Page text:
Friday, July 24, 2015

Buddhist diet for a clear mind: nuns preserve art of Korean temple food

By Ari Shapiro
Sun Woo directs the visitor program at Jinkwansa, a Buddhist temple outside Seoul famous for preserving the art of Korean temple food. Behind her are giant jars filled with fermented soybeans. Ari Shapiro/NPR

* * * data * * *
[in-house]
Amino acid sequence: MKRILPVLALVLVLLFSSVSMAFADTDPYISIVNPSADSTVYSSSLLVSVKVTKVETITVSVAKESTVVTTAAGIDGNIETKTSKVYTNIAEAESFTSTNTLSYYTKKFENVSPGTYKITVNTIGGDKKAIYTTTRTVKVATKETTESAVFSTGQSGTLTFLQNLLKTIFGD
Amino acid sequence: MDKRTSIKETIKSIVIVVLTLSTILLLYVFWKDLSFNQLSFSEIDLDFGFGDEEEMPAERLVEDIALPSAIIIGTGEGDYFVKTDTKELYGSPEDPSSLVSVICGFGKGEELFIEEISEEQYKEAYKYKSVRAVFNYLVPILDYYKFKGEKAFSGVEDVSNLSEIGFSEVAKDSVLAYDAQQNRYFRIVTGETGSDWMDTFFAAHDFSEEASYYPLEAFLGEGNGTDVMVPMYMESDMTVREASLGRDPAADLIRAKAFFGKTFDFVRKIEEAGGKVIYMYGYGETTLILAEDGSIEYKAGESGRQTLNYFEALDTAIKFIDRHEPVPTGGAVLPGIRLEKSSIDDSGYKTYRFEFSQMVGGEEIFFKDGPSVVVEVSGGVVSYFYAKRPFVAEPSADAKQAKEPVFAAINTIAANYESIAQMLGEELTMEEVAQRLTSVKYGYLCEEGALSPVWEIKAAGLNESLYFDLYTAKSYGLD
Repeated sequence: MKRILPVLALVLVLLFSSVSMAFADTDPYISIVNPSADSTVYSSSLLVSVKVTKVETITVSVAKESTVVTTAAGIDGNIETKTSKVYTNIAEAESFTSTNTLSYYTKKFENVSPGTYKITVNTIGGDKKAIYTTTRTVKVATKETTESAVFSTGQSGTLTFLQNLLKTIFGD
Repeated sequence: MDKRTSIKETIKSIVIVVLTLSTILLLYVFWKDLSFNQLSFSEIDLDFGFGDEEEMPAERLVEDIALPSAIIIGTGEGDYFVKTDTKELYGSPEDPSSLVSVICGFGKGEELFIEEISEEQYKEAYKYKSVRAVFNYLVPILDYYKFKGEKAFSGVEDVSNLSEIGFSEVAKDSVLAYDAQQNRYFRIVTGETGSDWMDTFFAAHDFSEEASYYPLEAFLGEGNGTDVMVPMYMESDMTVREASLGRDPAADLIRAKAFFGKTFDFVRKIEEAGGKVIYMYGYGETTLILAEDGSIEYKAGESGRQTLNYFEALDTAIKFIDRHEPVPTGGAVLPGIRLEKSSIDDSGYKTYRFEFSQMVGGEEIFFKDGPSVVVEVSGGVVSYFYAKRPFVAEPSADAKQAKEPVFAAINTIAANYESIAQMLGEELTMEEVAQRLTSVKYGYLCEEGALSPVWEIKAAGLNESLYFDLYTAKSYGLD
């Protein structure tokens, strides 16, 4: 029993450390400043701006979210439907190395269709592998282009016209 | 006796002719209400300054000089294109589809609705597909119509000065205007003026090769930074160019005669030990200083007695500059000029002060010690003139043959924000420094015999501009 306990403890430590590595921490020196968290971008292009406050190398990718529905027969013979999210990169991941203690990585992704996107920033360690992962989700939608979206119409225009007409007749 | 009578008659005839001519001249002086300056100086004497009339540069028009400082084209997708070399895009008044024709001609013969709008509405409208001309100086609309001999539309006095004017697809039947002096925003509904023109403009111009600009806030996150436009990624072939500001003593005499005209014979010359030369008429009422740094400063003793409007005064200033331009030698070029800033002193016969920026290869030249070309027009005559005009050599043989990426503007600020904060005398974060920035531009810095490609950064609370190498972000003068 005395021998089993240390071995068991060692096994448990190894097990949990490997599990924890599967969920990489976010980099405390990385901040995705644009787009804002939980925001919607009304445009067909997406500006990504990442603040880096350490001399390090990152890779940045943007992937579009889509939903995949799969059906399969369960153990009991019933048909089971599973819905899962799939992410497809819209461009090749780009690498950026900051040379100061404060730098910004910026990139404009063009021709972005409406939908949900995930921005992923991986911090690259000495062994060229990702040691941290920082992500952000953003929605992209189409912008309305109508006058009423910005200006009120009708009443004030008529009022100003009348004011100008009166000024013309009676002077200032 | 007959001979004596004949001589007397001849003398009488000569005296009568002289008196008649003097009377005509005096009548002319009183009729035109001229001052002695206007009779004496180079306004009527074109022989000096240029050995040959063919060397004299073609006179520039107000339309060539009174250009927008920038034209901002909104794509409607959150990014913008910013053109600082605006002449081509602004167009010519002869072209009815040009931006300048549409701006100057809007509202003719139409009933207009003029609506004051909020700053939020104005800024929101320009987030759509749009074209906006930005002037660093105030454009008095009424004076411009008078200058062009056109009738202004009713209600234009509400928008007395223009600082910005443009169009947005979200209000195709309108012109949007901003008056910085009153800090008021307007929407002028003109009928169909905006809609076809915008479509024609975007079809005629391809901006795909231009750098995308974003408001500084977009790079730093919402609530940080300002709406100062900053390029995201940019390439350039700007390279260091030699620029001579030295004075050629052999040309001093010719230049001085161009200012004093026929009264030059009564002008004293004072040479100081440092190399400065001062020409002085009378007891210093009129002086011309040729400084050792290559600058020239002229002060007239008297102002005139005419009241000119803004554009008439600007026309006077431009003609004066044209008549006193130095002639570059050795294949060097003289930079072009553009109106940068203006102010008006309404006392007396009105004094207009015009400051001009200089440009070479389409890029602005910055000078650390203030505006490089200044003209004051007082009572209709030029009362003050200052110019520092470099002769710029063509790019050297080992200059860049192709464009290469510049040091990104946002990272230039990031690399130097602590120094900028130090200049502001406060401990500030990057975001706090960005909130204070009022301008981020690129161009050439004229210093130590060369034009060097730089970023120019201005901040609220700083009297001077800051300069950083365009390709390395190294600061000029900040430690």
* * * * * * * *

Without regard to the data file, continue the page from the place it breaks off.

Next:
SOUTH KOREA---Detox diets come and go, like any other fad. In South Korea, one popular diet has staying power. It has been around for at least 1,600 years, ever since the founding of the Jinkwansa temple in the mountains outside of Seoul. "You can't understand monastic culture without understanding monastic food," says Gye Ho, the Overt Nun who runs this temple. She has been a practicing nun for more than 50 years. Like all of the nuns here, Gye Ho has a shaved head and wears traditional gray robes. "The food creates the entire human being," she says. "It shapes our mind and body." [link]